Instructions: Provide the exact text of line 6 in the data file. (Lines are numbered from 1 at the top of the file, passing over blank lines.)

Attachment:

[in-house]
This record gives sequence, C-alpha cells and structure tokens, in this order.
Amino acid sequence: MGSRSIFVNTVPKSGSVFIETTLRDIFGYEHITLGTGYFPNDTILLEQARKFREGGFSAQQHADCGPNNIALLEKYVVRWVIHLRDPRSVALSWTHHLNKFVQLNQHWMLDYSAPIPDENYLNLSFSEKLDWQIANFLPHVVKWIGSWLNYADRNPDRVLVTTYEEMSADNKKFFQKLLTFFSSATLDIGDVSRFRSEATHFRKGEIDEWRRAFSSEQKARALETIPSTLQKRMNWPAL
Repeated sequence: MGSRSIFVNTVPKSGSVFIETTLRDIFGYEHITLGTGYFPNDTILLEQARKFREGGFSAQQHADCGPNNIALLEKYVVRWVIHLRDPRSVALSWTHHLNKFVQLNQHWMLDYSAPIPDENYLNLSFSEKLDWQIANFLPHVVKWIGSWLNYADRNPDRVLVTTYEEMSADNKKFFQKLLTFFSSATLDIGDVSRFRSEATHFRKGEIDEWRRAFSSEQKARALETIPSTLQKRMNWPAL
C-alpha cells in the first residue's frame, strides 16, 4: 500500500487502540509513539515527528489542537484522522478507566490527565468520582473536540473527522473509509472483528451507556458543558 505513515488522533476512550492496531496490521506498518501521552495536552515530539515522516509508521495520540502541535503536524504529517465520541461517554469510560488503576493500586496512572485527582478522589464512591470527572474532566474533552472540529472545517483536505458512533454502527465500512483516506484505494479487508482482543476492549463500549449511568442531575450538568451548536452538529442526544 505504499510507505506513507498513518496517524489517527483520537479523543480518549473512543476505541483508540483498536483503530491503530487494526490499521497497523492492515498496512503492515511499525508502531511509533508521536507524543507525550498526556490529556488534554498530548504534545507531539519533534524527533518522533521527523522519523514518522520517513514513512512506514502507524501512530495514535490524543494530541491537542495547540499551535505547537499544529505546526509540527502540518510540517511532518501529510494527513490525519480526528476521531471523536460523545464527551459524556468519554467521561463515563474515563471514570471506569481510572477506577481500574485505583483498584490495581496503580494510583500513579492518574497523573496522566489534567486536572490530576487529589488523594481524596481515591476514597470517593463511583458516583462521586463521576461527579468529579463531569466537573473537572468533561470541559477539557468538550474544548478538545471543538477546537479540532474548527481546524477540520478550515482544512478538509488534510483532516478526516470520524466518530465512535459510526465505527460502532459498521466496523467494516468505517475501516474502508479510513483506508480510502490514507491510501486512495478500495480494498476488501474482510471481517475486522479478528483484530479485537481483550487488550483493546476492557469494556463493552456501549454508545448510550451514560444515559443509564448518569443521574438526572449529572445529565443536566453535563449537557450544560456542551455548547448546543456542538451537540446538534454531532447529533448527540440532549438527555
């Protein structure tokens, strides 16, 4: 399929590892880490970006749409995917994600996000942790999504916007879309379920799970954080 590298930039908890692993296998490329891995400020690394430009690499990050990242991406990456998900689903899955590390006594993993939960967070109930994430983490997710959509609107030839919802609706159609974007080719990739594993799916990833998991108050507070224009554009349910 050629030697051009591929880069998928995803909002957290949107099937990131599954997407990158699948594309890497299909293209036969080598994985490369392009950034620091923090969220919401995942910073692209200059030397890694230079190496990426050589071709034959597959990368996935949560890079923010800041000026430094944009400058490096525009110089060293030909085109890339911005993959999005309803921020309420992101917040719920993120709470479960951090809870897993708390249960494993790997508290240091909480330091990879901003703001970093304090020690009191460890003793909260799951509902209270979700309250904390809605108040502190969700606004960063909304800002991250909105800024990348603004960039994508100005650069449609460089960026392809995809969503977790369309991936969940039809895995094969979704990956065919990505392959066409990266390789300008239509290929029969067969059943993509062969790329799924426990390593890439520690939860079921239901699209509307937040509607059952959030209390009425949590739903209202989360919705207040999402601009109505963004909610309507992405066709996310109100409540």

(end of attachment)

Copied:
């Protein structure tokens, strides 16, 4: 399929590892880490970006749409995917994600996000942790999504916007879309379920799970954080 590298930039908890692993296998490329891995400020690394430009690499990050990242991406990456998900689903899955590390006594993993939960967070109930994430983490997710959509609107030839919802609706159609974007080719990739594993799916990833998991108050507070224009554009349910 050629030697051009591929880069998928995803909002957290949107099937990131599954997407990158699948594309890497299909293209036969080598994985490369392009950034620091923090969220919401995942910073692209200059030397890694230079190496990426050589071709034959597959990368996935949560890079923010800041000026430094944009400058490096525009110089060293030909085109890339911005993959999005309803921020309420992101917040719920993120709470479960951090809870897993708390249960494993790997508290240091909480330091990879901003703001970093304090020690009191460890003793909260799951509902209270979700309250904390809605108040502190969700606004960063909304800002991250909105800024990348603004960039994508100005650069449609460089960026392809995809969503977790369309991936969940039809895995094969979704990956065919990505392959066409990266390789300008239509290929029969067969059943993509062969790329799924426990390593890439520690939860079921239901699209509307937040509607059952959030209390009425949590739903209202989360919705207040999402601009109505963004909610309507992405066709996310109100409540």